Momma always told me, “The horse that poops fast, doesn’t poop long.” (Hopefully, you read that first sentence in your best Forrest Gump voice. Otherwise, all of my hard work stealing that line from the movie was in vain.).
Truth be told, my mom DID tell me that. She had taught me how to play Rummy 500 – and would quickly humble me when I would throw a bunch of plays down right away to rack up some points.
If you aren’t quite sure what she meant by that statement, she essentially was telling me to go ahead and get the points while I can. Typically, when one gets points “fast,” those easy points come to a quick end.
And she was usually right…. The rest of the hand, I would struggle to make any more matches. She’d usually come back big and beat me that hand.
The same “fast horse pooping” mentality can apply to cycling, too. Yesterday, I experienced first-hand the principle. My best friend, Jason, and I started out on a Sunday afternoon ride at one of our favorite riding spots. We opted to take a route that we hadn’t yet done this year (it was finally warm enough to brave the creek crossing.), and I started off feeling pretty good.
As we went out across the top of the mountain – and down the technical, rocky trail to the bottom – I was feeling “on.” We stopped at a trail intersection for a few moments, and then continued on down until we came out to a paved road. It was one of those rides where it felt pretty effortless to go through those sections.
And I knew I was feeling good when Jason made a remark that I was “cruising pretty good through those last sections.” It’s a comment that one rider typically makes to another when they’re not feeling quite as fast. (I’ve said that line many times over the years.)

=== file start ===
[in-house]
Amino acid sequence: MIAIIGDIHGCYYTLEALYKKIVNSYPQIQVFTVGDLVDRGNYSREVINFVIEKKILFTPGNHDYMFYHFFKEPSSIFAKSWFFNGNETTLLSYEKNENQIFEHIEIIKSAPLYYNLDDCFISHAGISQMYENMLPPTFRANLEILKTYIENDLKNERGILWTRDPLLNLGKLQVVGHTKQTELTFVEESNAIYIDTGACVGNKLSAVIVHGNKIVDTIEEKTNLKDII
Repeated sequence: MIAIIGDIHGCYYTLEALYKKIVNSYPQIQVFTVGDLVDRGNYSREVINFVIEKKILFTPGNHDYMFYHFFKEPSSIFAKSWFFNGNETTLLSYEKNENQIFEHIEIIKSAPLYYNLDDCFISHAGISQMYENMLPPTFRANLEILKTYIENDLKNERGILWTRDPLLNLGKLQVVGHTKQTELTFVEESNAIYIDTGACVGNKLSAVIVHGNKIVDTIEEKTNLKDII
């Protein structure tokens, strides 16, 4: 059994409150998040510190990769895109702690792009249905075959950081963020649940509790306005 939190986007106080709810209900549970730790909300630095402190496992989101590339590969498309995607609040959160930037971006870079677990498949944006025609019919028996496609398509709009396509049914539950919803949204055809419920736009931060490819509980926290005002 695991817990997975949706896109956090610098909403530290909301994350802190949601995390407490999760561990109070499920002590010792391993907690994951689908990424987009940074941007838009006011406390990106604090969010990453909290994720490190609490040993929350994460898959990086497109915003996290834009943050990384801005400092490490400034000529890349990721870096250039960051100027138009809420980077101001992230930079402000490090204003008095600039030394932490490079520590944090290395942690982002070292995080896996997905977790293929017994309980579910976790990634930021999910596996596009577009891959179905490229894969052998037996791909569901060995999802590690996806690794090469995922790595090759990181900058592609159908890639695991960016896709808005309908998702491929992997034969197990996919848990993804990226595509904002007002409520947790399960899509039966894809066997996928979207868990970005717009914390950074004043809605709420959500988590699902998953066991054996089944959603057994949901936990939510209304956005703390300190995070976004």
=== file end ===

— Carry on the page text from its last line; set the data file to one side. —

It turns out, though, that – although I felt pretty good for that section – my “on” riding was quickly coming to an end. As the horse who was pooping fast, I soon found myself, er, pooped!
We had a section of fairly level riding – but only for a bit. Then, it was pretty much a climb for a good portion of the remaining ride. Now, I’m not the smallest rider – and gravity ain’t my friend when going uphill – but climbing when I’m spent is just torture.
My friend, Jason, had tempered his riding – and he was still feeling fresh enough to ride and climb (of course, he’s a little skinny guy, too – but I’m not using that as my excuse). Just like my Mom kicking my butt at cards after my fast play at points, Jason was now kicking my butt on the bike.
I don’t know if I ever got to tell him that he was “cruising pretty good through those last sections.” It’s not that I didn’t want to, I was just toast and not thinking clearly by the end of the ride (and, yes, I was trying to catch up, too). Heck! My legs are still tired a whole day later!
Thanks, Mom, for teaching me that lesson so many years ago. I guess I still don’t always listen, or I wouldn’t get myself into these situations anymore.
And thanks, Jason, for waiting for the pooped horse yesterday!